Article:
Prophet's Prey

Prophet's Prey by Sam Brower

Book: Prophet's Prey by Sam Brower Read Free Book Online
Authors: Sam Brower
Timpson did not exactly leave town. They just started their own rival fundamentalist sect only two miles away on the other side of Highway 59.
    To ease some of the confusion between the uneasy neighbors, Colorado City and Hildale became known within the FLDS faith as the First Ward, and the new group of Hammon-Timpson dissenters in “Centennial Park” would be the Second Ward. It was all still the Crick.
    Uncle Roy died two and a half years later, in November 1986. This time, there was no question of succession. Rulon Jeffs and Uncle Roy had laid down the law of one-man rule within the fundamentalist movement, and Rulon grabbed the golden ring, becoming the new “prophet, seer, and revelator.”
    Rulon’s most fervent supporter was his son Warren, who was by then in full manhood at the age of thirty-one. Warren had spent his entire career since graduating from high school—thirteen years—teaching and being the principal at the academy. He already had the addictive taste of power on his own lips.
    Alta Academy was not only a school for elementary school children, but also a learning institution where Warren would hone his skills as a predatory monster.
    Each day started with Warren’s flat, hypnotic monotone either being delivered in person in the gathering hall or being broadcast over speakers to classrooms. The children would be quizzed on what he said. The FLDS educational process was so totally skewed toward strict religious dogma that many kids graduated still unable to speak or write in whole sentences. For most, the ability to properly read a list of food ingredients or a tape measure at a construction site was deemed adequate. Many teachers were hired based on their loyalty to the extremist faith and obedience, rather than credentials of a college education. There was no need to be certified by the state in an FLDS private school. Some of the students would roll right into the position of teachers, perpetuating the low educational standards and toeing the religious line. The instructors taught that the outside world was devoid of honor and not to be trusted, and gentiles were, of course, excluded from the faculty. Gentiles were bad, but apostates were worse. Students must “keep sweet” no matter what they were required to endure, even physical abuse. It was not education, just a thorough theological brainwashing.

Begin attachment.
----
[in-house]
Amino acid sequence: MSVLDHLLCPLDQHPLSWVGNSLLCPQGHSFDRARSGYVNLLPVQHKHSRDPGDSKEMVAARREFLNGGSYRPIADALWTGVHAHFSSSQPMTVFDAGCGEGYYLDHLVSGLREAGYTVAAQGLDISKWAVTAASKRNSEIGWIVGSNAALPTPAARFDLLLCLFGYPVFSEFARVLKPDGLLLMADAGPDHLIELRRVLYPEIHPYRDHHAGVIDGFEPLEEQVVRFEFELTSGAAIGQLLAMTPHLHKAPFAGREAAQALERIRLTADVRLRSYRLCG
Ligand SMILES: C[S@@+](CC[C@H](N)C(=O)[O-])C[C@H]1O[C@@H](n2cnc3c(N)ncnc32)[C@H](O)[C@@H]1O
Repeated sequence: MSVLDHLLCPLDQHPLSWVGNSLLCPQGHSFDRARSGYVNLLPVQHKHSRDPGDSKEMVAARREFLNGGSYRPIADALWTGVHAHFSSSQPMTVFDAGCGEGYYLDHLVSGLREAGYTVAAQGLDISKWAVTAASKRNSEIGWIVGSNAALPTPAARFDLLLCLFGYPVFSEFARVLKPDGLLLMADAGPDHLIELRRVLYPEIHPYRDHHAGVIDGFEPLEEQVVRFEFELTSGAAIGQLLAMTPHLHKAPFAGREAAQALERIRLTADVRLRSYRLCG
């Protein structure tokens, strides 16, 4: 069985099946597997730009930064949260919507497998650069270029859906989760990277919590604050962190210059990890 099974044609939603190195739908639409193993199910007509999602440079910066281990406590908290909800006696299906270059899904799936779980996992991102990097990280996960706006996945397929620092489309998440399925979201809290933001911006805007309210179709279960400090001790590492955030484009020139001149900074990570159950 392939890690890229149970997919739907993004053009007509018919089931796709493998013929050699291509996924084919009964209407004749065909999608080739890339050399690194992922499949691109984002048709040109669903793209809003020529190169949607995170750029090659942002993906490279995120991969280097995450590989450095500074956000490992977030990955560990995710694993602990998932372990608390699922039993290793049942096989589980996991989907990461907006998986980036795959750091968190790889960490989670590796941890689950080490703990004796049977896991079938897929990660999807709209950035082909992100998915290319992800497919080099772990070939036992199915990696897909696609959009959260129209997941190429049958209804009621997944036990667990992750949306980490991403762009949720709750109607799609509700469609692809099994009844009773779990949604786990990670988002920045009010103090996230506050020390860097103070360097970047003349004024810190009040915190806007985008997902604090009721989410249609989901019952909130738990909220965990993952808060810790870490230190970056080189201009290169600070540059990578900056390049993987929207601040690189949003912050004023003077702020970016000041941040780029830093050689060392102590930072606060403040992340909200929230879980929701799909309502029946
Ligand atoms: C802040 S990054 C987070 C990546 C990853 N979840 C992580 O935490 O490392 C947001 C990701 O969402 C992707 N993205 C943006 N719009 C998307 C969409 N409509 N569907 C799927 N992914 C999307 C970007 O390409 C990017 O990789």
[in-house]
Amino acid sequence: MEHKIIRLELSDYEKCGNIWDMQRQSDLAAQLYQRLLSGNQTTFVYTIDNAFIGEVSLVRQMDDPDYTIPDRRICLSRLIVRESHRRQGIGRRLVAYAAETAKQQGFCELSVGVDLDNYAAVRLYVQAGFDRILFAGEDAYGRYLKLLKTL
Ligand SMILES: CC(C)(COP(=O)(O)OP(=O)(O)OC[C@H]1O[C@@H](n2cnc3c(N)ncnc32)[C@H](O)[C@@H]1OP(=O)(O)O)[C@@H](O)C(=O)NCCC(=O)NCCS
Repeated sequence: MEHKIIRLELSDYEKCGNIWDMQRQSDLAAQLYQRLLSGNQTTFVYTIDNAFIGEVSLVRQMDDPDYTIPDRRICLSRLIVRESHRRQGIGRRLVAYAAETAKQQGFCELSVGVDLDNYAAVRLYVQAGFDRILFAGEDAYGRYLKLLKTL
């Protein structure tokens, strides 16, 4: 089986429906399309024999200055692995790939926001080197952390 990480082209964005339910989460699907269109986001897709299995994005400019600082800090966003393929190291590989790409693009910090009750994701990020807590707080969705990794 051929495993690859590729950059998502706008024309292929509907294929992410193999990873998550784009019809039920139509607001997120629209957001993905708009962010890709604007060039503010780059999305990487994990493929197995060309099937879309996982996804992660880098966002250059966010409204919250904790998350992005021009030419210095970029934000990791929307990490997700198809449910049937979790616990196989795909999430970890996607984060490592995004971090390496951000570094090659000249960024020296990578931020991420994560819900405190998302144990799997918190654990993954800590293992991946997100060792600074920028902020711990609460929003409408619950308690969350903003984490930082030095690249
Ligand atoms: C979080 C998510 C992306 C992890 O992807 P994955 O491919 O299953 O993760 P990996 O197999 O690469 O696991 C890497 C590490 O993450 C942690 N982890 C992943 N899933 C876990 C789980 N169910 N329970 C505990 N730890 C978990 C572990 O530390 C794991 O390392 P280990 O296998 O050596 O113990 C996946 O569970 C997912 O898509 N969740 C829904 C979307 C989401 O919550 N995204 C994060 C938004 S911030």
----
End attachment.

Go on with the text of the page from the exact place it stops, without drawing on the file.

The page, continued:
The academy had several labor and delivery rooms on the second floor designated for the use of a midwife to attend the births of new babies, which reduced the need to expose fundamentalist wives to the prying eyes of gentile medical staff members in public hospitals, where family names and dates of birth were routinely sought. It was symbolic of how the breakaway fundamentalists withdrew from the scrutiny and norms of the world.
    A former student by the name of Mike recalled for me the day when he was eleven years old and Uncle Warren singled him out for punishment. The youngster was made to stand in front of the classroom and drop his trousers to his knees so Warren could savagely beat him with a yardstick. Other former students echoed Mike’s experience with their own stories of what happened in the downstairs room containing the baptismal font. If a yardstick broke, Warren would continue beating them with the remaining portion. He spouted religious diatribes about committing his young victims over to the judgment of God as he circled the boys, ogling and brushing up against them.
    My contacts among Jeffs’s former students would reveal that it wasn’t just the boys being subjected to his psychotic behavior. Warren was the self-appointed dress code enforcer and young females would recall standing numb and frightened beside the principal’s desk as he pretended to check their dress length to see if it fell to the appropriate height above the ankle. While doing so, Uncle Warren’s hands wandered over their bodies and beneath their clothing.

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